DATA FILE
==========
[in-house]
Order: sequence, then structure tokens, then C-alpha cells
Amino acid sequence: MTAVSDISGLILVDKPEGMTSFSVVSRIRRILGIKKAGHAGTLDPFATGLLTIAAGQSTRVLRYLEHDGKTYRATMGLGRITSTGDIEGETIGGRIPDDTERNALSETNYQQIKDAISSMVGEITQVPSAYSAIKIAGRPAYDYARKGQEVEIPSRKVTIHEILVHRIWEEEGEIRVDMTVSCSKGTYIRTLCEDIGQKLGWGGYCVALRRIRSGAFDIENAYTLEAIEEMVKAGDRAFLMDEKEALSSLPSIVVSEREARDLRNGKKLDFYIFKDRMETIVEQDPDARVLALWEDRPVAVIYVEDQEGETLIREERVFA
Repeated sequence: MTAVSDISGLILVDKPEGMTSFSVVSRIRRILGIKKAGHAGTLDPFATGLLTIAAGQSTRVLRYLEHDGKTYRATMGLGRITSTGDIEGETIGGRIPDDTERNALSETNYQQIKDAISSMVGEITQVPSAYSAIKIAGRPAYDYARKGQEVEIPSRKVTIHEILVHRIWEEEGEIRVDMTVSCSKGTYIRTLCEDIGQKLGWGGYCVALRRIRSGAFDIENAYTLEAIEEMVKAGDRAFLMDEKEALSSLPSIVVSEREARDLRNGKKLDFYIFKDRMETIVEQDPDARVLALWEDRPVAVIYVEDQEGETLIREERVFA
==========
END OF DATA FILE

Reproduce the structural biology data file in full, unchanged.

[in-house]
Order: sequence, then structure tokens, then C-alpha cells
Amino acid sequence: MTAVSDISGLILVDKPEGMTSFSVVSRIRRILGIKKAGHAGTLDPFATGLLTIAAGQSTRVLRYLEHDGKTYRATMGLGRITSTGDIEGETIGGRIPDDTERNALSETNYQQIKDAISSMVGEITQVPSAYSAIKIAGRPAYDYARKGQEVEIPSRKVTIHEILVHRIWEEEGEIRVDMTVSCSKGTYIRTLCEDIGQKLGWGGYCVALRRIRSGAFDIENAYTLEAIEEMVKAGDRAFLMDEKEALSSLPSIVVSEREARDLRNGKKLDFYIFKDRMETIVEQDPDARVLALWEDRPVAVIYVEDQEGETLIREERVFA
Repeated sequence: MTAVSDISGLILVDKPEGMTSFSVVSRIRRILGIKKAGHAGTLDPFATGLLTIAAGQSTRVLRYLEHDGKTYRATMGLGRITSTGDIEGETIGGRIPDDTERNALSETNYQQIKDAISSMVGEITQVPSAYSAIKIAGRPAYDYARKGQEVEIPSRKVTIHEILVHRIWEEEGEIRVDMTVSCSKGTYIRTLCEDIGQKLGWGGYCVALRRIRSGAFDIENAYTLEAIEEMVKAGDRAFLMDEKEALSSLPSIVVSEREARDLRNGKKLDFYIFKDRMETIVEQDPDARVLALWEDRPVAVIYVEDQEGETLIREERVFA